It is with great anticipation for the future of immunology that I begin my term as the new FOCIS President, especially on the heels of FOCIS 2013 which was in every way demonstrative of the value of FOCIS. FOCIS 2013 welcomed more than 860 people to the Boston Seaport, June 27-30 who attended 68 presentations ranging on topics from Targeting Signaling Pathways in Inflammatory Disease to Microbiome and Immune Development. Fourteen societies joined together to program 7 interdisciplinary sessions on the first day of the meeting. Our partners in industry, Beckman Coulter and BD Biosciences offered lunchtime workshops on their latest technologies and we had a bustling exhibit hall with 21 displays.
FOCIS 2013 also played host to the many communities that make FOCIS a diverse and valuable organization including the FOCIS Centers of Excellence (FCE), a network of interdisciplinary academic medical centers who bring the FOCIS spirit to life in over 69 FOCIS-designated centers around the world. The FOCIS Steering Committee comprised of the leaders of the 54 FOCIS Member Societies met to discuss enhanced exchanges with the FOCIS societies including the exciting offer to hold FOCIS sessions at society meetings. Keep an eye out for FOCIS at your next specialty society meeting! There was also a Cytome Meeting, a gathering of the key stakeholders in the immune phenotyping community including the FOCIS Human ImmunoPhenotyping Consortium (HIP-C), Immune Tolerance Network, FlowCAP and the NIAID who discussed next steps in the standardization of immune phenotyping with the ultimate goal of being able to share data across multiple centers. FOCIS also introduced the Communities of Practice (COP), a home for FOCIS members to gather and collaborate under the broad themes of Allergy, Neuroscience, Immunology, Cancer, Laboratory Medicine/Environmental Sciences, GI/Rheumatology/Dermatology/Endocrinology, and Transplant/Genetics. Suggestions from the COPs are filtered directly to the Annual Meeting Scientific Program Committee to assist in selecting topics and speakers for the next annual meeting.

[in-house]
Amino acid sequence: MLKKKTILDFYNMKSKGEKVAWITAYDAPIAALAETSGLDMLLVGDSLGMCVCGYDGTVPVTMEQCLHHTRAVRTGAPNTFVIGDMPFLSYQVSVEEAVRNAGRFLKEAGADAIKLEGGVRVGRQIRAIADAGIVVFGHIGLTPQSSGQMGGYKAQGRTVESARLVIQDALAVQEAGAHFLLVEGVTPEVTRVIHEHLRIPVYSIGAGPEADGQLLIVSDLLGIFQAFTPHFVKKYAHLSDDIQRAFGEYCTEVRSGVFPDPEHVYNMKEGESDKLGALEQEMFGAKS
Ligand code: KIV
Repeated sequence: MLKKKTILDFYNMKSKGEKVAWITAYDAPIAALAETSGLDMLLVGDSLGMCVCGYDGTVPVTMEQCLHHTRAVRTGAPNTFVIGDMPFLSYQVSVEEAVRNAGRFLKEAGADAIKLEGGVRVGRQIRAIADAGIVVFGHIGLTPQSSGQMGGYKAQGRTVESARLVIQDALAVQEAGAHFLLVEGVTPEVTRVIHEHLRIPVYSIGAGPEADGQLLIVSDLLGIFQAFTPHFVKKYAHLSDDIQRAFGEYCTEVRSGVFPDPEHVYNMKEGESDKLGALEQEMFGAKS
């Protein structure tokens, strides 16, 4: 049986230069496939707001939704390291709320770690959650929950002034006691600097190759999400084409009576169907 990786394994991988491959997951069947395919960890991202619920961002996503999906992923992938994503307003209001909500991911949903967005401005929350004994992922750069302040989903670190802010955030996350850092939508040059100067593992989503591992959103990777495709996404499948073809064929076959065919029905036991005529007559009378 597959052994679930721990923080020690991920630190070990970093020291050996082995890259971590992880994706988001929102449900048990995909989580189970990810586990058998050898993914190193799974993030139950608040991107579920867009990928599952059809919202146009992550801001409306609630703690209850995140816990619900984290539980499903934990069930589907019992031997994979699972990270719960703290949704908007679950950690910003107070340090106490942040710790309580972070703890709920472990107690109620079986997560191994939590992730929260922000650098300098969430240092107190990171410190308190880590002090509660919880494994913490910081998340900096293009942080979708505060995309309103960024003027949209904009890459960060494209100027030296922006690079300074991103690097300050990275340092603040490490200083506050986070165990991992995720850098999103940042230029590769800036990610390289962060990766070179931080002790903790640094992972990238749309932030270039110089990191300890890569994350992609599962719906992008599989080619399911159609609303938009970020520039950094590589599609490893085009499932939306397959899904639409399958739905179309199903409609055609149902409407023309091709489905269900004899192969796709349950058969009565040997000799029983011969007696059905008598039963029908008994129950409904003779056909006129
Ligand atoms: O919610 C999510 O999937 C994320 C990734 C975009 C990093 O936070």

Robert Nussenblatt, MD
FOCIS gratefully acknowledges the time, commitment and dedication of its leadership. We thank the departing leaders for their service and welcome our new leaders:Incoming Leadership:
Thank you to everyone who participated in FOCIS 2013, June 27-30 in Boston, Massachusetts. 860 attendees, 400 abstracts and 29 sessions culminated in an exceptional translational conference for sharing knowledge and speeding progress in the field of human immunology. Special thanks to the FOCIS 2013 Scientific Program Committee for their time and talent in putting together a stellar lineup of topics and speakers.
Scientific Program Committee:
|FOCIS President (2011-2013) Abul K. Abbas encourages repeat attendance at the FOCIS annual meeting.|
Claim Your CME
In order to receive a CME certificate or certificate of attendance please complete the evaluation for the day(s) you attended FOCIS 2013 by clicking the links below. You will be asked to indicate if you wish to receive a certificate at the end of the survey.